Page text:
We are comparing samples setup with materials appropriate to Scanning Electron Microscopy (SEM) with materials appropriate to visible light microscopy. We want to co-deploy samples for both methods and see if we get pretty good correspondence, and whether we can use the same analysis methods in ImageJ. Correspondence would help validate our visible light technique, and while SEM equipment is a good bit more expensive the process could potentially be more automated.
@AmberWise and I picked up a one-week sample set out behind the Jays Potato Chip Factory, and brought it in so Paul, @Damarquis, and I could analyze it on a SEM with the help of Dr. Andrew Marselli. The Sample didn’t have glass on top of an aluminum stub, instead, the stub was graphite with carbon tape as the collection surface.
Unlike the microscope, the JEOL 6016 SEM has an indexed stage, so we can track where the image is on the sample. We are not sure whether we can script the taking of images on the SEM, but it seems likely. As a proprietary instrument with proprietary software, there’s very little we can do ourselves without he assistance of Jeol..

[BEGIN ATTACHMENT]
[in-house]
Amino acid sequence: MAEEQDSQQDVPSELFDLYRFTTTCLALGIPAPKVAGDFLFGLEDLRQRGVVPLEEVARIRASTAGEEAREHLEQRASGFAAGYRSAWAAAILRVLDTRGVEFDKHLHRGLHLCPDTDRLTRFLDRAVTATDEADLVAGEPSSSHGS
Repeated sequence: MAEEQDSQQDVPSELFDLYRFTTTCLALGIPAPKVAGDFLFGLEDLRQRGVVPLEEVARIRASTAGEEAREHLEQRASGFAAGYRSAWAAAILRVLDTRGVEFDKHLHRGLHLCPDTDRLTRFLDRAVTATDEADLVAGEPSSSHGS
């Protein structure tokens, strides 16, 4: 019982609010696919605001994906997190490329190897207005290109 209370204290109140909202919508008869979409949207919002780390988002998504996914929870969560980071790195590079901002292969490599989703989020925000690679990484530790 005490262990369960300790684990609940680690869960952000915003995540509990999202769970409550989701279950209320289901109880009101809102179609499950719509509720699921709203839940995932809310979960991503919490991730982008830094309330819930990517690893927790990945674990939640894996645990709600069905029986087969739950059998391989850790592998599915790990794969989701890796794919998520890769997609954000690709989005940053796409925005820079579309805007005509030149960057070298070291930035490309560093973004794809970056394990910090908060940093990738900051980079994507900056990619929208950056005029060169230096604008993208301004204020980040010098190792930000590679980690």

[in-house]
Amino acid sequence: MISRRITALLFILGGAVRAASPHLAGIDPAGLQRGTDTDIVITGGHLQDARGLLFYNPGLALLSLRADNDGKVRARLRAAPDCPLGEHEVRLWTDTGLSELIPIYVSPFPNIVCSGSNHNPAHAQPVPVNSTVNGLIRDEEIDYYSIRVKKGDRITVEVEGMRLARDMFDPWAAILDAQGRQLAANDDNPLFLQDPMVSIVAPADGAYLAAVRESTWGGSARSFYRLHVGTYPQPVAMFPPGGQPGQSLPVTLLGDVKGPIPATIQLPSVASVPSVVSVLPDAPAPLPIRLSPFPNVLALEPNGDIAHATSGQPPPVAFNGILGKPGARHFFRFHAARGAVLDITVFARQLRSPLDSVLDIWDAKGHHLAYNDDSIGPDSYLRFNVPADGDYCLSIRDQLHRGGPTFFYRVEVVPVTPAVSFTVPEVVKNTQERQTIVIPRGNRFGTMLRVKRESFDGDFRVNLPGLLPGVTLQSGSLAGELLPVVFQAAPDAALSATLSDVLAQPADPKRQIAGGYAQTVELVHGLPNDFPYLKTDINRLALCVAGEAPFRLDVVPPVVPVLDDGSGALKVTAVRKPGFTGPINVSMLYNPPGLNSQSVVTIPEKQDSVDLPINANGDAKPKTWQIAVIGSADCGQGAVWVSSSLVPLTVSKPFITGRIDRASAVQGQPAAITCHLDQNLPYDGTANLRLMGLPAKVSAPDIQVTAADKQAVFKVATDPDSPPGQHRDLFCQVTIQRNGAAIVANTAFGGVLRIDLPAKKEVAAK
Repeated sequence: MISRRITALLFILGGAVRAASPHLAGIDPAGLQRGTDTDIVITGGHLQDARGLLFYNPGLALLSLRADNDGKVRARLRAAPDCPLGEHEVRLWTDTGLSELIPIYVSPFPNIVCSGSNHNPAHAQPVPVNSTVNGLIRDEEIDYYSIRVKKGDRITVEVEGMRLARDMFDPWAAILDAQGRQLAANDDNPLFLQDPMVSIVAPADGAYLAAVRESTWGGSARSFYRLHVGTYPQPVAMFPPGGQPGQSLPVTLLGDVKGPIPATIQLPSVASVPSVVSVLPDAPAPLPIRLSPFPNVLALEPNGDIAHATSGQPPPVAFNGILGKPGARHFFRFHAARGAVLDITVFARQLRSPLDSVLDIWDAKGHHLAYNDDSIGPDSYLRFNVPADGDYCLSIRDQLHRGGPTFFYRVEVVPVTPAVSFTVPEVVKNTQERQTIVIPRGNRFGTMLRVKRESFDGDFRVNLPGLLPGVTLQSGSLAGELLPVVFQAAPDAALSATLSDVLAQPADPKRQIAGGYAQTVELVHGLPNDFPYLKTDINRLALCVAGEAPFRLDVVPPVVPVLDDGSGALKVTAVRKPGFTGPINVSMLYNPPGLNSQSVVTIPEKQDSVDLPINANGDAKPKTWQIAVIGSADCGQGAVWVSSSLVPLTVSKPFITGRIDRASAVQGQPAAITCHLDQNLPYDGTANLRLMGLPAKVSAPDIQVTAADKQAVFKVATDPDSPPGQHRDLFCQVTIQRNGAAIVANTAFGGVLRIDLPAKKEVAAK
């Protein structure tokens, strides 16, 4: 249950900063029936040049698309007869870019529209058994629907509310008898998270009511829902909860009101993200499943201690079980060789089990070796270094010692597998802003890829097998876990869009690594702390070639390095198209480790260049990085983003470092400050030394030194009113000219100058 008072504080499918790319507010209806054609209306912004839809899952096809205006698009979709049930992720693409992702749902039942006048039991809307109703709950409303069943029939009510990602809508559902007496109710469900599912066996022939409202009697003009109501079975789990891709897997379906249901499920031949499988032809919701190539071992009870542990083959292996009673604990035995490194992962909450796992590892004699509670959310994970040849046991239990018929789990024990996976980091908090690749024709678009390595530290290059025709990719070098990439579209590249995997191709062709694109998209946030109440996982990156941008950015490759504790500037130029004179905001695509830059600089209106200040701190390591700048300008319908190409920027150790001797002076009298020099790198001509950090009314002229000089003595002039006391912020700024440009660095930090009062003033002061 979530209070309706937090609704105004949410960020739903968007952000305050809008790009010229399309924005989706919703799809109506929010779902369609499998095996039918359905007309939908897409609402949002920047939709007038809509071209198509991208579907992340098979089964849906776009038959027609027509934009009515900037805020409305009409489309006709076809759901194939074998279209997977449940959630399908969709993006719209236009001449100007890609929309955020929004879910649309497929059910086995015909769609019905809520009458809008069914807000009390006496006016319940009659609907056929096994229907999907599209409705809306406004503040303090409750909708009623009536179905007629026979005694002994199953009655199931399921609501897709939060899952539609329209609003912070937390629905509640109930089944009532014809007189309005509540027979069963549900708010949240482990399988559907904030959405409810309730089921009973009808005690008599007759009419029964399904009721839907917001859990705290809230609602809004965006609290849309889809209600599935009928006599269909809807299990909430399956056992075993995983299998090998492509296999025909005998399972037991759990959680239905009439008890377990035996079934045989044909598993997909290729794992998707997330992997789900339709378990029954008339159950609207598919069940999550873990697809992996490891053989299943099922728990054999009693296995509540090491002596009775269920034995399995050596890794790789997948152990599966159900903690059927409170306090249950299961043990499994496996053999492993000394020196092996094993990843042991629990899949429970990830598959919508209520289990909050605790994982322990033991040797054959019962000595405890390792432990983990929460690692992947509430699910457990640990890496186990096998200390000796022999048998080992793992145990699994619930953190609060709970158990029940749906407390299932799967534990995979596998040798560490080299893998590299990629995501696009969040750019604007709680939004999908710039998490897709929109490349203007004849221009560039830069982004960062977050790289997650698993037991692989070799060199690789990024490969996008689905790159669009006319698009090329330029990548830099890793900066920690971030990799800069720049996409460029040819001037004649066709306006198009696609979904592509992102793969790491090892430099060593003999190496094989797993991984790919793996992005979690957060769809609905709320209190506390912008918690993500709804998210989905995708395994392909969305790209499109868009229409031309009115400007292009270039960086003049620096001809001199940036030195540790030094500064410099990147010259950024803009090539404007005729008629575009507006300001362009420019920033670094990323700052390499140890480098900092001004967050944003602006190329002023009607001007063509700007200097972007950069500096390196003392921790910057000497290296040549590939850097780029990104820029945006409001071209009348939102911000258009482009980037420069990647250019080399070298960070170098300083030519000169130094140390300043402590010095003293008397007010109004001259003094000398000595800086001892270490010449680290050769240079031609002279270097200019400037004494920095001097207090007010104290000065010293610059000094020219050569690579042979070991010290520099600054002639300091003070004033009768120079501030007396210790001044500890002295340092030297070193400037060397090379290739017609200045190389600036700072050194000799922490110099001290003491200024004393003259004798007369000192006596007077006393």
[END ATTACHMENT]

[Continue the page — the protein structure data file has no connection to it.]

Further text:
Systematic Imaging Brainstorm
We brainstormed some goals and decided to find a magnification level that seemed to produce a clear perimeter around PM10 particles, determine the survey area, then determine a pattern that would give us a series of images of the survey area.
We had difficulty on the stub identifying the sample area, so we decided 1) we should probably mark it more clearly next time, and; 2) we would survey only a 5mm circle within the 6.8mm sample area, in order to control for any slop in our assumptions about the center of the sample area.
My supposition about the optical methods documented by Ott was that they took a series of 40 rectangular images across the survey area. We thought about taking that many photos manually and stepping through the pattern, then we collectively sighed. It sounded kind of horrible. Then @Damarquis suggested it would be easier and produce plenty of test images to run two transects across the image, indexed as a set of “steps” away from center. That sounded more doable.
My version of Ott's survey and Damarquis's suggestion illustrated:
Our steps in order were:
- Found the center
- Setup a magnification of 300 at a Z height of 11mm and a working distance of 9mm
- determined the dimensions of our field fo view, which was 420um wide and 310um high
- Used a calculator to calculate vertical (Y) and horizontal (X) offsets for our two transects.
- Stepped through and saved our images along those two transects.